Searching for Red Frogs
We’d planned to be here for Semana Santa weekend and had hoped for a bit of atmosphere, but found it lacking. We made the best of the situation and upon arriving in the morning were off on a cross island walk in search of red frogs and pristine beaches. A less than 10 minute walk along a trail gets you to red frog beach.
This is the most popular beach on the island and at times was packed with people. There are several other nearby accommodations that supply people along with it being the nearest to the marina where day trippers get dropped off. We continued our way down the beach and found ourselves at deserted but beautiful beaches. Once we hit the end of the beach, we were looking for a trail and luckily spotted this sign.
This is where we’ll admit to getting lost as we followed the direction another person had come from. It was a stroke of luck as we soon stumbled across a treasure chest full of red frogs. These guys are maybe only a couple of centimetres long and can be hard to spot at first. We spent the next half an hour searching for more and trying to get some close-up photos before they jumped off. Toby was determined to get some proof that we’d spotted the frogs and the results were pretty good.
As we left the frogs, we realised we’d walked around in a short loop back to Red Frog Beach. Unsure where we’d gone wrong, we tried it again and realised we’d taken the wrong turn at the exact moment we’d met the other person coming from the wrong way. We popped out onto what we think is called Wizard Beach and stopped for lunch with the many crabs inhabiting the beach.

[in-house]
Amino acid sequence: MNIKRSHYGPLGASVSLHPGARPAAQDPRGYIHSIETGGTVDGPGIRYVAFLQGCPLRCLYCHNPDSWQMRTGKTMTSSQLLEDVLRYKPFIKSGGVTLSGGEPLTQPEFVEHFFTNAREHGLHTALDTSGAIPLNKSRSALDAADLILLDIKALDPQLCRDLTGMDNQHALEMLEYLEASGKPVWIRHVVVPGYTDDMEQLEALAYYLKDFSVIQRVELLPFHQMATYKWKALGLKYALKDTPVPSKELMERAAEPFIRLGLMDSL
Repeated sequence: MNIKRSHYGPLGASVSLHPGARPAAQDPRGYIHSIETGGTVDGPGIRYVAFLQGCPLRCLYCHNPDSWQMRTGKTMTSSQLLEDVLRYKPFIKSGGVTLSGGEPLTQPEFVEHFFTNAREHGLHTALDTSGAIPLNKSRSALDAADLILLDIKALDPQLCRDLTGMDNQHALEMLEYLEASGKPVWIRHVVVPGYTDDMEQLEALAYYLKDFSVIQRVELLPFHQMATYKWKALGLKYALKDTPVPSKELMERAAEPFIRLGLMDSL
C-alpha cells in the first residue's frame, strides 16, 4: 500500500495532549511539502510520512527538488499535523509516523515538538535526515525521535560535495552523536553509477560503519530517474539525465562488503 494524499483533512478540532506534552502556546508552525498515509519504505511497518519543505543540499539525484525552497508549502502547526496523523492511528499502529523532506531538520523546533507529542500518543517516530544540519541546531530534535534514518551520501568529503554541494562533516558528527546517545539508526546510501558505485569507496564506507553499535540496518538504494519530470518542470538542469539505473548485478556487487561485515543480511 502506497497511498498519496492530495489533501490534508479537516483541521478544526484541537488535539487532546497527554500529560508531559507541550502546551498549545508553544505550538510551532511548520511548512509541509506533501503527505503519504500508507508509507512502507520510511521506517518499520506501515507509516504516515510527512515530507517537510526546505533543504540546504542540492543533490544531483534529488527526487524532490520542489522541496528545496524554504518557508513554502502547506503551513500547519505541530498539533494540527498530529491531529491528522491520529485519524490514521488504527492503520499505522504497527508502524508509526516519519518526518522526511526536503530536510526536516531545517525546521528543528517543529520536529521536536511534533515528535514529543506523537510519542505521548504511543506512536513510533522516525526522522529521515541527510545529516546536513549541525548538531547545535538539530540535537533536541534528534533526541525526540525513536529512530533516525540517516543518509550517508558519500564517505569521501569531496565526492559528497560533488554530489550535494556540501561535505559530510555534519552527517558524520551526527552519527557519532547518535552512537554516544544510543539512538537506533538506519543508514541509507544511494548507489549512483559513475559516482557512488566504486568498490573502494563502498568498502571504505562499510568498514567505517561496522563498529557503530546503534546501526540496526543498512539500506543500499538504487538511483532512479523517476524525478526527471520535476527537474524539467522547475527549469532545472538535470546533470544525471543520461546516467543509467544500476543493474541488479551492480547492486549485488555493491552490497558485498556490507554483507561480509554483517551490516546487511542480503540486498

More exploration was needed and we continued along the beach and took the trail to the main town of Old Bank. A slight detour to the “Up in the hill coffee shop” was probably not worth the effort in our opinion. Food and drink was fairly over priced and no one else was there at the time when we got there in the early afternoon. We enjoyed the shade and seat for 10 minutes and continued on our way to the town.
The town is fairly small but has a local Caribbean feel to it. We stopped for a drink and a few photos before turning back to walk back to the hostel. You can take a water taxi from here back to the marina if you’re not so keen on walking. The walk back gave us some time for a swim on the beach and more looking for red frogs.
Exploring Isla Bastimentos
On one of our other days in Bastimentos, we explored some of the other part of the island. You could literally walk around for a few days if you so desired, though we’re not sure how far the trails go. When arriving at Red Frog Beach we continued in an easterly direction for a few hours walking through jungle and on beaches. Eventually we found a spot where boats bring snorkel trips with clear and calm water. We hung out for a while, eating some lunch and enjoying a swim. The weather was a little uncooperative as it was threatening to rain at a couple of different times. Luckily we stayed dry except for the swimming.
All in all, the time in Bastimentos was a whole lot more enjoyable, peaceful, non touristy than our time in Bocos del Toro town.
Plenty more to explore. Keep following the blog and our Flickr account for updates. http://www.flickr.com/photos/toraadventure/